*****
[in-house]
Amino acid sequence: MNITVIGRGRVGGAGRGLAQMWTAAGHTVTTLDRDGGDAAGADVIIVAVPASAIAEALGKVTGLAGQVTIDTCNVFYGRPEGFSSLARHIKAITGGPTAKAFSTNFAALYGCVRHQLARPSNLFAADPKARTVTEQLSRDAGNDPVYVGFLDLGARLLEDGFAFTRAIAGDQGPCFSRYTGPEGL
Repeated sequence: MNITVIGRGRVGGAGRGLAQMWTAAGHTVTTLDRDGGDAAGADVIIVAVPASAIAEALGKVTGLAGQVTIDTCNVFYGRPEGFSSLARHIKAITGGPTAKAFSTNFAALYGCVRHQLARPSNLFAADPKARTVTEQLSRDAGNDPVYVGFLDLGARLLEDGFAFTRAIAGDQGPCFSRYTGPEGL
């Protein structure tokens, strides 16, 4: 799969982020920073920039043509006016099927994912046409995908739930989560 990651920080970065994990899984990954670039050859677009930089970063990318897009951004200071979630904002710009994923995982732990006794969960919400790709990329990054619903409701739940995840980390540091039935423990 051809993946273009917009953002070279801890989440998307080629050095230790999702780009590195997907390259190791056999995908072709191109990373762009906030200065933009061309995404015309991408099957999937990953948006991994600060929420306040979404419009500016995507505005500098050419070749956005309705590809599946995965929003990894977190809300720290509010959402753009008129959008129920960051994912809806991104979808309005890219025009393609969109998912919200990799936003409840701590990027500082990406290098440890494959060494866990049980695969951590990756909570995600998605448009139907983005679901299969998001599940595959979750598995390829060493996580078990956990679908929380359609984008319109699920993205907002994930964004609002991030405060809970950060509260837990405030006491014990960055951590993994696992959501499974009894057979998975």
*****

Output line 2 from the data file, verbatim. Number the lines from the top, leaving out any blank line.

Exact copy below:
Amino acid sequence: MNITVIGRGRVGGAGRGLAQMWTAAGHTVTTLDRDGGDAAGADVIIVAVPASAIAEALGKVTGLAGQVTIDTCNVFYGRPEGFSSLARHIKAITGGPTAKAFSTNFAALYGCVRHQLARPSNLFAADPKARTVTEQLSRDAGNDPVYVGFLDLGARLLEDGFAFTRAIAGDQGPCFSRYTGPEGL